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Lakers stuff Bucks: One big moment

On a technical level, the Lakers, who got out fast in the first quarter to lead 24-8 before finishing the half with an 11-point advantage, put away Sunday night's NBA basketball contest- and I use that term very loosely- against visiting Milwaukee with a strong flurry to end the third. A 13-5 run over the last 2:10 pushed an 11 point lead to 19 and, particularly given that the Bucks had scored all of 46 points after 36 minutes, effectively put the game in the win column for the purple and gold.

All of this should be considered in context, as well, since the Lakers and Bucks combined to set the sport back about five decades, particularly in a first half where they combined to shoot 24-81 from the floor. Take away Andrew Bynum (6-10) and Hakeem Warrick (6-9), and that figure drops to 12-62.

People paid money to watch this, too.

When it was all said and done, the Lakers had a win (final score, 95-77), could take pride in their defense (Milwaukee shot 29.2% through three quarters, and while that included a ton of missed shots, by definition there's some D in there, too), and received some solid performances as well. Andrew Bynum finished with 17 points and 18 boards, a career high on the glass. Lamar Odom had 17 rebounds to go with nine dimes. Off the bench, Jordan Farmar (17/4/3) and Shannon Brown (19/4/3, plus two blocks on one defensive sequence and a mid-court triple to end the third quarter) starred, while Adam Morrison was a +24.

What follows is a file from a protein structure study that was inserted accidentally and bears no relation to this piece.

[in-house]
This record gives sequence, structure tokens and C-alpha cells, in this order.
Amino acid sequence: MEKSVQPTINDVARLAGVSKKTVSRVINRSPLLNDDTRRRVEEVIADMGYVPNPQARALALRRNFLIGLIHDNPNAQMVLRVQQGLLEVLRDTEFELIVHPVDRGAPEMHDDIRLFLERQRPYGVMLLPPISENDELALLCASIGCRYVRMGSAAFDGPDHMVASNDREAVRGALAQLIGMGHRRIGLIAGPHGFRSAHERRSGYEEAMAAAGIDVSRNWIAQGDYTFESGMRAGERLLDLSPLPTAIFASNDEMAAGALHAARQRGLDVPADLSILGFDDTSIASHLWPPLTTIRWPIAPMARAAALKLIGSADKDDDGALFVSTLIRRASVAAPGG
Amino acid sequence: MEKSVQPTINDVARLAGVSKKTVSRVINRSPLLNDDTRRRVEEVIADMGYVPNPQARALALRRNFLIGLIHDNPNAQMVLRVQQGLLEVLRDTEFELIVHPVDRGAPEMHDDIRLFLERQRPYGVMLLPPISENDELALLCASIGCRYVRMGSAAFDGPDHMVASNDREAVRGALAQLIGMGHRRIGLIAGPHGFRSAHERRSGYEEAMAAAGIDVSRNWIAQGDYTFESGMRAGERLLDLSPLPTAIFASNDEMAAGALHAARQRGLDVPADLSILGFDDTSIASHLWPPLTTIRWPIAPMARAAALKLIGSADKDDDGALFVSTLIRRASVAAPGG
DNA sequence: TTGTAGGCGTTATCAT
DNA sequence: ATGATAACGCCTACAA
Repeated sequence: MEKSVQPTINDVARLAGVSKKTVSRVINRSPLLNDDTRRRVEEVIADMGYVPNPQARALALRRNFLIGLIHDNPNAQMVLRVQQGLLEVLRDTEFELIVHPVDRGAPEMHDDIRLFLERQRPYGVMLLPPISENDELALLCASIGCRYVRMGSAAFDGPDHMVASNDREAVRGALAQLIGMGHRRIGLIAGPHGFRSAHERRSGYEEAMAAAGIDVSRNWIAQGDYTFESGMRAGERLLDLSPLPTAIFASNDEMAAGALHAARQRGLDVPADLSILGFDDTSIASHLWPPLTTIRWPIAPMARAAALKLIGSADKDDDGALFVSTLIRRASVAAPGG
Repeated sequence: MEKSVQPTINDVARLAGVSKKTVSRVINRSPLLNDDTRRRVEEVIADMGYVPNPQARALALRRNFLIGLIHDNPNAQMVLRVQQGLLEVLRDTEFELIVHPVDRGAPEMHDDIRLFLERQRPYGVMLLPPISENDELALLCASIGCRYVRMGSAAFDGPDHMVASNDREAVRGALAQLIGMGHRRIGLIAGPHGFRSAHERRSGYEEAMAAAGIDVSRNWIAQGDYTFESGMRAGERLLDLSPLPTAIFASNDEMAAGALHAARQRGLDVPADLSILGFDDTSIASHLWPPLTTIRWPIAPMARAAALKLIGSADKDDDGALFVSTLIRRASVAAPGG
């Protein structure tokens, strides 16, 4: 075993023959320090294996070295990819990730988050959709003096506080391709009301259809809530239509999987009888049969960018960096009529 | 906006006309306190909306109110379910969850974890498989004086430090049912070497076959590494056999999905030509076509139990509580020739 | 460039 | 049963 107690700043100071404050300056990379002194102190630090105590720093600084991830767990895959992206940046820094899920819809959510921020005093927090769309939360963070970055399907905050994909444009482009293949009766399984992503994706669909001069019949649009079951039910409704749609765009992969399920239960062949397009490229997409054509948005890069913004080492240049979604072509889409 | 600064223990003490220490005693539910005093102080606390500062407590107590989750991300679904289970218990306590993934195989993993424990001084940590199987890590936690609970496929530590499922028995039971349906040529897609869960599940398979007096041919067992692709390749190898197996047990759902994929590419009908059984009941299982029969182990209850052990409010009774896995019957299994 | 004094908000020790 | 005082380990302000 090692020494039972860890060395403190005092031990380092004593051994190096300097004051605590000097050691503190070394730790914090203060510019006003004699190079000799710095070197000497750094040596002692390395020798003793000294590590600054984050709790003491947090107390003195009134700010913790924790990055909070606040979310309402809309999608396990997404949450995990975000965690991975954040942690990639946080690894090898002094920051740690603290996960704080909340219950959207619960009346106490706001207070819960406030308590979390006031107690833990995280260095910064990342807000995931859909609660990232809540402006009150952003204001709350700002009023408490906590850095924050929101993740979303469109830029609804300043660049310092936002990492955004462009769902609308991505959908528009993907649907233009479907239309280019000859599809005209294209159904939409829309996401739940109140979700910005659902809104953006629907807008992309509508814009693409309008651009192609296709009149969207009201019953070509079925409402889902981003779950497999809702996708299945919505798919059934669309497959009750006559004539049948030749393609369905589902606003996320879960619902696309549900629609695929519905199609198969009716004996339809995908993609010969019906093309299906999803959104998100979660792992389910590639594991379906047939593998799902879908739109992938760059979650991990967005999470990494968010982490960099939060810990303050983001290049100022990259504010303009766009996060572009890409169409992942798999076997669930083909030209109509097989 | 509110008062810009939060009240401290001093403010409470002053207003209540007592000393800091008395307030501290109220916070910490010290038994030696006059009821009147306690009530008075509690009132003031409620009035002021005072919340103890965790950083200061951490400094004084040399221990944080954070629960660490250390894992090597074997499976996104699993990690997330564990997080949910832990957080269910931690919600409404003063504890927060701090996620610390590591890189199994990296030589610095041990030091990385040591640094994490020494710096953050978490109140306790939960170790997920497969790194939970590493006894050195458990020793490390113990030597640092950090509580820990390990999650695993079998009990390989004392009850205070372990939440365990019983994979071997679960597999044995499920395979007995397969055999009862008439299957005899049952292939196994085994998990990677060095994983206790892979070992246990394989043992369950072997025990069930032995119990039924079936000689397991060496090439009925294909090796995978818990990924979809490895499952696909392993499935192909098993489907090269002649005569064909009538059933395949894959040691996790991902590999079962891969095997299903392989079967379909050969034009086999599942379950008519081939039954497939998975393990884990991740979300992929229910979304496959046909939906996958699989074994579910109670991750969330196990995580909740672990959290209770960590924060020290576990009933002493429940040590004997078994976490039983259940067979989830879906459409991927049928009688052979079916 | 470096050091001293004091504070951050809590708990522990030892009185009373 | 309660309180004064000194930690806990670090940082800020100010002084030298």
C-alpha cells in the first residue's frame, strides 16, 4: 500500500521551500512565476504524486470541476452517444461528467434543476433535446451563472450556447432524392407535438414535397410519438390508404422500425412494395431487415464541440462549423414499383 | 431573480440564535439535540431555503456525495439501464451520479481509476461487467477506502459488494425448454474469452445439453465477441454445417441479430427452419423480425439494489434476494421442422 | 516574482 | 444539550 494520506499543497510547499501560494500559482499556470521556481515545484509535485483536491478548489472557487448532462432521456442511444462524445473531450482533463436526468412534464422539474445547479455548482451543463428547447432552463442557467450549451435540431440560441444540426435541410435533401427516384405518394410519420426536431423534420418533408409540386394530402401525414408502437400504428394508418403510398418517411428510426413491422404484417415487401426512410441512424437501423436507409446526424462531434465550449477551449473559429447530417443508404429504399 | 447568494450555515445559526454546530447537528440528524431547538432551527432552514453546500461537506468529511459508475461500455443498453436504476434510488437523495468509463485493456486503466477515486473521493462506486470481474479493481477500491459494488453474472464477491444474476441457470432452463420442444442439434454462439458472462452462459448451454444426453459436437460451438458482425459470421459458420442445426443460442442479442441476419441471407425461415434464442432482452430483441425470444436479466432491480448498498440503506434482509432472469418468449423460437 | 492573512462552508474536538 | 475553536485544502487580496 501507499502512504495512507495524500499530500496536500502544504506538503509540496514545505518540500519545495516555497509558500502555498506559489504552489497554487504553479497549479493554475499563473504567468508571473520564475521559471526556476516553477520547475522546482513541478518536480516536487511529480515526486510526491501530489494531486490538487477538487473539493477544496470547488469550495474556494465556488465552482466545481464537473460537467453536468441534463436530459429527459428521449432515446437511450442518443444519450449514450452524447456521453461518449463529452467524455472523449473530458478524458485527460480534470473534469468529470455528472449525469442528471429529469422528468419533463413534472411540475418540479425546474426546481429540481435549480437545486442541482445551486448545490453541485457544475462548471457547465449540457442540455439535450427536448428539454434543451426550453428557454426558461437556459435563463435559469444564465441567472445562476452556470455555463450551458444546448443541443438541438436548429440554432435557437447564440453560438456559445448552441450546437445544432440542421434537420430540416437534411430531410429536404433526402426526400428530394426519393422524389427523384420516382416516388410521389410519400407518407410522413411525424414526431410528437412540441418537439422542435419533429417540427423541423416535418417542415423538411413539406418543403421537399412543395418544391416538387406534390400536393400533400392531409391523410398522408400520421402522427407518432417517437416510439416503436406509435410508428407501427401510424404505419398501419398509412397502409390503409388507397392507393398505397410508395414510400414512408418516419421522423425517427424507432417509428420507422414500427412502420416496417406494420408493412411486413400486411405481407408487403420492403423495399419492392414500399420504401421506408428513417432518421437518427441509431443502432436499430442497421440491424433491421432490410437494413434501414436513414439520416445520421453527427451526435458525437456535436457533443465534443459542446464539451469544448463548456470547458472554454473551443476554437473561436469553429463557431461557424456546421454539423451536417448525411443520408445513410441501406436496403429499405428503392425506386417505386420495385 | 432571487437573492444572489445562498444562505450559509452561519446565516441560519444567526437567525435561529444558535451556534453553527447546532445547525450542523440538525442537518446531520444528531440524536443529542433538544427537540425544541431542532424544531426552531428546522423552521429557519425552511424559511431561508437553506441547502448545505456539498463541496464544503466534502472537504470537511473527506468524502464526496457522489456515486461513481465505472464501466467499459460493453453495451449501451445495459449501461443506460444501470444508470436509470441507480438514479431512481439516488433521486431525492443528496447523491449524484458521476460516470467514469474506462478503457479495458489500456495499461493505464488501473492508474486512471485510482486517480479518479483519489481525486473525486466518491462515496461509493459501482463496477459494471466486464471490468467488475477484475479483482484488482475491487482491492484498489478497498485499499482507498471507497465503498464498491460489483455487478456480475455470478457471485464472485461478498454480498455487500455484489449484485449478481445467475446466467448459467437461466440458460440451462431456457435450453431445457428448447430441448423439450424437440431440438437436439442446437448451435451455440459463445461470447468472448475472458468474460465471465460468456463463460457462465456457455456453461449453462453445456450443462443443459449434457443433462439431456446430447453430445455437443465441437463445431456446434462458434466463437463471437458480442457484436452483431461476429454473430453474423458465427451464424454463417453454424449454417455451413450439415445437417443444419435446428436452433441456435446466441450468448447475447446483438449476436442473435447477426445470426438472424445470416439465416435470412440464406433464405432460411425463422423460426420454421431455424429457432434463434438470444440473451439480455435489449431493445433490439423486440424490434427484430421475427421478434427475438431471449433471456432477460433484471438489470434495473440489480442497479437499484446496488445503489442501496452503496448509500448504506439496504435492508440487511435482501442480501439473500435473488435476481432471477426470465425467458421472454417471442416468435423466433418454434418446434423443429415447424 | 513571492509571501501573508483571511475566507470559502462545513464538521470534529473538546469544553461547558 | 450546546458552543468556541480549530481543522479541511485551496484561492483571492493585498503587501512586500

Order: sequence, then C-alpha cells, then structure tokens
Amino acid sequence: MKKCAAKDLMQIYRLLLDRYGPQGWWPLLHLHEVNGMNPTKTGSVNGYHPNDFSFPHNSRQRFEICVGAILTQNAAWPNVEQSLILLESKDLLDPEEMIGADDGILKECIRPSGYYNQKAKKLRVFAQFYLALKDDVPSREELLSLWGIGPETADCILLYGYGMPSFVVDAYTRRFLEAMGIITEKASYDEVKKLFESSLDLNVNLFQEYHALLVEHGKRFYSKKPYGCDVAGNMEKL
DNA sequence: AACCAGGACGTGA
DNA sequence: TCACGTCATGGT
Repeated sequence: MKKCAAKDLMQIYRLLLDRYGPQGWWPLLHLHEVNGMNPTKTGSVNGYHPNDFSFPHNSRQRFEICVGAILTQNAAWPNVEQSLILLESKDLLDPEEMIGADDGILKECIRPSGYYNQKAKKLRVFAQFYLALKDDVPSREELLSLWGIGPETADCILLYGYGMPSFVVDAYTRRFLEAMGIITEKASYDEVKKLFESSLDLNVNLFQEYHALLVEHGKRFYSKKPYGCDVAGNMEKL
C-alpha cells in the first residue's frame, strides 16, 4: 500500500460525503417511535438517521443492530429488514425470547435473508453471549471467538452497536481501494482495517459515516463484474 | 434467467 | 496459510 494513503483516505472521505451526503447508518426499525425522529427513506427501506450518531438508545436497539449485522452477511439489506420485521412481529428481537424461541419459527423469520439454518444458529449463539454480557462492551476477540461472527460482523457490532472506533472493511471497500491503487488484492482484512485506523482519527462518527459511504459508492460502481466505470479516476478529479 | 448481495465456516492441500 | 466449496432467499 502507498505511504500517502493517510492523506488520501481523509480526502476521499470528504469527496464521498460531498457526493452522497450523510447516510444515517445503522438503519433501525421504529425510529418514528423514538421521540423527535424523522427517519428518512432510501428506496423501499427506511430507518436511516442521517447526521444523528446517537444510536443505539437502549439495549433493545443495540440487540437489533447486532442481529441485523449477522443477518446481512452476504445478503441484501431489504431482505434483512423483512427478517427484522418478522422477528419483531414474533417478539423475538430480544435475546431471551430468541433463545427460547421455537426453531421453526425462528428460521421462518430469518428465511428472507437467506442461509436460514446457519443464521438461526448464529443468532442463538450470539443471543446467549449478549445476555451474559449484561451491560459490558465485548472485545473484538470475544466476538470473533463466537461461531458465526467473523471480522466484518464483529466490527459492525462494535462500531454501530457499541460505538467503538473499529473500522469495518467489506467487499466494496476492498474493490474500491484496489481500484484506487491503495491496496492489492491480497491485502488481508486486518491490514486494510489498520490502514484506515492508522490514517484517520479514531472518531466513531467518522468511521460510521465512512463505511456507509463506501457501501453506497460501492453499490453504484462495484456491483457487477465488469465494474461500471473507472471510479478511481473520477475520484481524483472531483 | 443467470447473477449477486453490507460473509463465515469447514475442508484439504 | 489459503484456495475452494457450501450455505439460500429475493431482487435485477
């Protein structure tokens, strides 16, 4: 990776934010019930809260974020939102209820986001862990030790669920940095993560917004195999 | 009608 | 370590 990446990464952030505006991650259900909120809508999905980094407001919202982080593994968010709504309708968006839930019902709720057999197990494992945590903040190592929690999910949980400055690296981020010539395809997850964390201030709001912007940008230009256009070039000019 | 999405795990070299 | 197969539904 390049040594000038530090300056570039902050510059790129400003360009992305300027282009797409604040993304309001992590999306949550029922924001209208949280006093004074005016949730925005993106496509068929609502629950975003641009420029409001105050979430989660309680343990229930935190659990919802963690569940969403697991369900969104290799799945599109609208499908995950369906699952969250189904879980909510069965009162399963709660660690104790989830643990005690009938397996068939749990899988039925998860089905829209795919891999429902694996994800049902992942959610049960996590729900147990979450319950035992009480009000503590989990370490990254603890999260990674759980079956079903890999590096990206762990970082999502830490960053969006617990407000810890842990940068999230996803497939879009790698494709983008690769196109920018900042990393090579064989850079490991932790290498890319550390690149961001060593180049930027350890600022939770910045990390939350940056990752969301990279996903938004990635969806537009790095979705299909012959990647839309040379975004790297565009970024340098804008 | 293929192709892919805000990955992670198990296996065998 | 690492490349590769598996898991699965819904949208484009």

Come Monday morning, though, the number many people will focus on will be four, as in sum total of Kobe Bryant's field goals on the evening, on 21 attempts.

One make was a finish off a steal, another a layup off a slick move in the low post on Charlie Bell, and two were short jumpers. Since he entered the game on a 33-90 slide, it's fair to say nothing that went down Sunday will alleviate fears his injured right index finger is evolving into a larger problem for 24 and the Lakers. One telling moment came late in the first half, when Kobe hoisted a lefty jumper from about 17 feet. It's one thing to see Bryant work the off hand near the basket or to finish on the drive, but when he starts using it for genuine jump shots?

He's likely to say things are fine, that he had open looks and just missed them, that he's just in a slump. (Check back later to see how accurate I was). All of that could be true, by the way.

At this point, will soothing words from Kobe alleviate the growing fears of the local hoops fan base?